[show abstract] [hide abstract]
ABSTRACT: The behavior of two strains of Listeria monocytogenes (147 and ATCC 19111) was evaluated at different stages of salmon processing. At lower temperatures of 2, 7, and 11 degrees C, L. monocytogenes survived on dry wood surfaces for at least 3 days without added nutrients but was unrecoverable after 2 days at 22 degrees C. Moisture or minimal nutrients on the wood surface increased viability of L. monocytogenes at all incubation temperatures. When large amounts of nutrients were provided, the recoveries of L. monocytogenes at low temperatures (< or = 11 degrees C) were essentially unchanged over the 3-day holding period, and rapid growth was observed at room temperature. In the presence of natural microflora, L. monocytogenes died off rapidly in seawater within 36 h at room temperature. When held at < or = 11 degrees C, L. monocytogenes lost viability throughout storage but was still detectable after more than 6 days of incubation. In the absence of natural microflora, both strains of L. monocytogenes were static during the holding period at all temperatures. At 2, 7, and 11 degrees C, L. monocytogenes in nonsterile salmon blood-water remained viable even after 6 days of incubation, whereas in sterile blood-water, growth of L. monocytogenes was observed at 7 and 11 degrees C. In the absence of natural microflora, L. monocytogenes grew better than it did in the presence of natural microflora. L. monocytogenes 147 was more competitive with background organisms than was L. monocytogenes ATCC 19111. No L. monocytogenes could be detected in the digestive tract of salmon 3 days after its introduction. The survival pattern of L. monocytogenes in fish digestive tracts was similar, regardless of whether the fish were feeding or not. A noticeable decline in the pathogen was observed as early as 3 h after introduction.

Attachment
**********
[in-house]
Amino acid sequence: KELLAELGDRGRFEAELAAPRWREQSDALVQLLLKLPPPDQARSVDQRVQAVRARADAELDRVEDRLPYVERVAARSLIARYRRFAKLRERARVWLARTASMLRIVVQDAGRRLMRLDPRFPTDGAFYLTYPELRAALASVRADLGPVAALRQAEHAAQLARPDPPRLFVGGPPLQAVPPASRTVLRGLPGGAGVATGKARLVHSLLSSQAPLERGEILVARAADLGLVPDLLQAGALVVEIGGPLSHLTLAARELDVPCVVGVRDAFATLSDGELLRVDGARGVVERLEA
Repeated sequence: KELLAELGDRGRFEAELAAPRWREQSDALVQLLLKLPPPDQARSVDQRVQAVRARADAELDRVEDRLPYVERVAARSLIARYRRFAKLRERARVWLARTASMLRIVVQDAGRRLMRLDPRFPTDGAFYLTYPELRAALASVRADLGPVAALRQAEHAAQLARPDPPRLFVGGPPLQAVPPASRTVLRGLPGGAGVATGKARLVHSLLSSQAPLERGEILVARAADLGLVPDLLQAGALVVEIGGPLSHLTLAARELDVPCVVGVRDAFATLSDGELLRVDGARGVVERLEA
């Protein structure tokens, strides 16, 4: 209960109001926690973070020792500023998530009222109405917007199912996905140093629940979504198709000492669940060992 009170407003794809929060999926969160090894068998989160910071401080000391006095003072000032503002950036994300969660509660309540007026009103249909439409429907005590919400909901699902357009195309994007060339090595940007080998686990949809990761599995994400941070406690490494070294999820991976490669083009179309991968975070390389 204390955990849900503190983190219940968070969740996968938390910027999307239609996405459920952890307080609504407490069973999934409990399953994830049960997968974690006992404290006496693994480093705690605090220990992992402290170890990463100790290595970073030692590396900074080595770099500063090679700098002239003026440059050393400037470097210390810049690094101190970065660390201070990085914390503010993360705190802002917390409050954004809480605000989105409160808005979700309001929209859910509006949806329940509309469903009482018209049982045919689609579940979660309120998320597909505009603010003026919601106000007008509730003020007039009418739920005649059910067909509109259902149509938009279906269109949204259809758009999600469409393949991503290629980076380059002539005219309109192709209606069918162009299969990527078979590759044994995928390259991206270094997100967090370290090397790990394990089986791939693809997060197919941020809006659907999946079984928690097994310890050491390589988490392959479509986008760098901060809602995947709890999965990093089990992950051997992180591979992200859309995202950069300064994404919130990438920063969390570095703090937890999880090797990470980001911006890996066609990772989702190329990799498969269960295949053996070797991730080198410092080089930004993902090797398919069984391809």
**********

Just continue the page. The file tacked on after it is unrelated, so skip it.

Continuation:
Journal of food protection 08/2005; 68(8):1635-40. · 1.83 Impact Factor